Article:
Although no one waits in long lines for a new edition of Windows software anymore, the debut of Microsoft's latest operating system is part of why buying a PC is starting to feel fun for the first time in years.
Windows 7 is expected to work better than its predecessor, Vista. At the same time, Microsoft's marketing has gotten savvier and PC makers have followed Apple's lead and improved hardware design. Windows computers suddenly seem a lot less utilitarian.
"If you line up the six or seven most interesting PC designs, people will say, 'Wow. I didn't know all of that could be done with a PC,'" Microsoft CEO Steve Ballmer said in an interview.
Windows 7, which launched this morning, is designed to look cleaner than Vista, streamlining the ways people can get to work, with fewer clicks and fewer annoying notifications.
Setting up home networking to share photos and music won't require an advanced degree in information technology. Plugging in a new device won't set off a mad hunt online for driver software, which tells the equipment how to work with an operating system.
Making a version of Windows that people like, rather than tolerate, is critical for Microsoft. Most people don't choose Windows as much as they end up with it, because it's familiar and affordable.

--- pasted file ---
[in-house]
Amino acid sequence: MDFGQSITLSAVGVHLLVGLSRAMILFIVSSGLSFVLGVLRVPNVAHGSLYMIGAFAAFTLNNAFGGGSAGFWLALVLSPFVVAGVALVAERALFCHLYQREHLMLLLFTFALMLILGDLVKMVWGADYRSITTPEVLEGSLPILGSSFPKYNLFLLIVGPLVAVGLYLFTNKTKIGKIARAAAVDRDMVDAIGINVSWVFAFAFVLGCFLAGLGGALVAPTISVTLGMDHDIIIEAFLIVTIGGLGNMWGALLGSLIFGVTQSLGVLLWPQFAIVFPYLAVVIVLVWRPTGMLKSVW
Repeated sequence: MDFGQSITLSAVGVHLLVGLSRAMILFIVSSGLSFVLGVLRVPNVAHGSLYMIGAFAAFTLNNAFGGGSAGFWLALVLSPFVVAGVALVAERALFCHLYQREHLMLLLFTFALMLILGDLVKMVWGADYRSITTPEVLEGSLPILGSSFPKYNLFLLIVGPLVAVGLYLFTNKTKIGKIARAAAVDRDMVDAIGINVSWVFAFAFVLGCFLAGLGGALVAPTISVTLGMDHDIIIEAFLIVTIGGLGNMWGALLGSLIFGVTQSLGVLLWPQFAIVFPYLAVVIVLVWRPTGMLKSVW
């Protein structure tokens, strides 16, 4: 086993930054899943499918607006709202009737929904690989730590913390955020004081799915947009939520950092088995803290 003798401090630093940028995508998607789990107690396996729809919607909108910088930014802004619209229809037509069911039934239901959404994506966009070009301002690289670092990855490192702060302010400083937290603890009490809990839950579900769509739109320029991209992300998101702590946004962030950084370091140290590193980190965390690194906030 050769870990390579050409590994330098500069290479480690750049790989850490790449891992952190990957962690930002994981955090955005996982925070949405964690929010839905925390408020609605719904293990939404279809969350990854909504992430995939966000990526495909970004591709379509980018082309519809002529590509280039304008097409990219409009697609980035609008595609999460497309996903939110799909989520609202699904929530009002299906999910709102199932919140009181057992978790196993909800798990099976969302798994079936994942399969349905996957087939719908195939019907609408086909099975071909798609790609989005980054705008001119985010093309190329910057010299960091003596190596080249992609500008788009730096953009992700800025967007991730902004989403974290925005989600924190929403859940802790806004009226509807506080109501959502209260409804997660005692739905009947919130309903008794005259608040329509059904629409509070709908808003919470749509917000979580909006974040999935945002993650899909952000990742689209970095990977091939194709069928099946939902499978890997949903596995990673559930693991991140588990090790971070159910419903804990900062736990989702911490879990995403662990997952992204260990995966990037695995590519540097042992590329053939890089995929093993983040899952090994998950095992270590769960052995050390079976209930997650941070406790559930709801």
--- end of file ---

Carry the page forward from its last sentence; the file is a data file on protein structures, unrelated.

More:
But it's conceivable Microsoft will have to work harder to win people over, thanks to a small but growing threat from Apple's Macs and a forthcoming PC operating system from web search nemesis Google.
Vista fell flat because it didn't work with many existing programs and hardware. Microsoft fixed many of Vista's flaws but didn't spread the word, instead allowing Apple to attack with ads that pit a dorky office stiff (PC) against a casual creative type (Mac) and paint Vista PCs as unjustifiably complex.
It took a while, but Microsoft finally fired back. It hired Crispin Porter + Bogusky, a hip advertising firm, and set aside $300 million to portray Windows as warm and human.
The "I'm a PC" campaign that emerged isn't universally well-liked, but the ads have arguably transformed the face of Windows from a pasty nerd to an adorable little girl named Kylie who emails pictures of her pet fish to her family without help from a grown-up.
Windows 7 also is arriving in the early days of a golden age for PC design.
For years, Apple has been making computers for people willing to pay a premium for design: sleek, metal-encased laptops with brilliant screens; swanlike iMacs that stash the workings of the computer behind an enormous flat monitor, perched atop a minimalist base; the MacBook Air notebook, thin enough to fit in a manilla envelope.
Meanwhile, the most notable shifts in PCs have been from beige plastic to black, or from chunky square notebooks to ones with slightly rounded edges.
Now, PC makers are starting to experiment with size, shape and colour at all price levels.
Netbooks, the tiny, inexpensive, low-powered laptops that have been the PC industry's saving grace through the recession, are no longer just shrunken corporate PCs.